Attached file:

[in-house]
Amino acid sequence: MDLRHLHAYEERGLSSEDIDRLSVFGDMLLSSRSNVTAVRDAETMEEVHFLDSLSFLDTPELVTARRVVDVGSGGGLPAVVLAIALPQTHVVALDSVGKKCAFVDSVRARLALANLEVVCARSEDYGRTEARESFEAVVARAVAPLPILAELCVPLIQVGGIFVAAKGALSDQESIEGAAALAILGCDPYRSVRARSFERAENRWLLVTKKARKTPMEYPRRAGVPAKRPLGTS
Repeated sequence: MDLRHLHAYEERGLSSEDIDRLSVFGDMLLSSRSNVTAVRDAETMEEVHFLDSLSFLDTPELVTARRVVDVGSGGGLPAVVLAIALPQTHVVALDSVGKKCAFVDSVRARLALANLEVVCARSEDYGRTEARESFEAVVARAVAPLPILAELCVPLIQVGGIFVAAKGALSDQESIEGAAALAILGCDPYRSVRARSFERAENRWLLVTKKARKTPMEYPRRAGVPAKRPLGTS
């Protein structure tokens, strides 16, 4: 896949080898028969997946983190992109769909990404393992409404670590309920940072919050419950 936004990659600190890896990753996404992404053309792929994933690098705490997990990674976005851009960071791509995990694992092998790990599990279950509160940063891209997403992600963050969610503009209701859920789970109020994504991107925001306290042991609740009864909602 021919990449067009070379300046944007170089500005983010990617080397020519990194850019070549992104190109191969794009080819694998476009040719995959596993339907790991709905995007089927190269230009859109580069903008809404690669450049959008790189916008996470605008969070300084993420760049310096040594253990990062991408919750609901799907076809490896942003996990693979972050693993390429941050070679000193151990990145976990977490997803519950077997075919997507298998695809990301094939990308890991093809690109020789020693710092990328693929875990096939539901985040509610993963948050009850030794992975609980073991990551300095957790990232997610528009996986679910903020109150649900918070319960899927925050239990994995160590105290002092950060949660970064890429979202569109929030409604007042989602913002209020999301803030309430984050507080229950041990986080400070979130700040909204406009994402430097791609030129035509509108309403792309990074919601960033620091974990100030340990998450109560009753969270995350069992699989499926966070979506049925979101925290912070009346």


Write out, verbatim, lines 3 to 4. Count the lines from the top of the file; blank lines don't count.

Repeated sequence: MDLRHLHAYEERGLSSEDIDRLSVFGDMLLSSRSNVTAVRDAETMEEVHFLDSLSFLDTPELVTARRVVDVGSGGGLPAVVLAIALPQTHVVALDSVGKKCAFVDSVRARLALANLEVVCARSEDYGRTEARESFEAVVARAVAPLPILAELCVPLIQVGGIFVAAKGALSDQESIEGAAALAILGCDPYRSVRARSFERAENRWLLVTKKARKTPMEYPRRAGVPAKRPLGTS
């Protein structure tokens, strides 16, 4: 896949080898028969997946983190992109769909990404393992409404670590309920940072919050419950 936004990659600190890896990753996404992404053309792929994933690098705490997990990674976005851009960071791509995990694992092998790990599990279950509160940063891209997403992600963050969610503009209701859920789970109020994504991107925001306290042991609740009864909602 021919990449067009070379300046944007170089500005983010990617080397020519990194850019070549992104190109191969794009080819694998476009040719995959596993339907790991709905995007089927190269230009859109580069903008809404690669450049959008790189916008996470605008969070300084993420760049310096040594253990990062991408919750609901799907076809490896942003996990693979972050693993390429941050070679000193151990990145976990977490997803519950077997075919997507298998695809990301094939990308890991093809690109020789020693710092990328693929875990096939539901985040509610993963948050009850030794992975609980073991990551300095957790990232997610528009996986679910903020109150649900918070319960899927925050239990994995160590105290002092950060949660970064890429979202569109929030409604007042989602913002209020999301803030309430984050507080229950041990986080400070979130700040909204406009994402430097791609030129035509509108309403792309990074919601960033620091974990100030340990998450109560009753969270995350069992699989499926966070979506049925979101925290912070009346």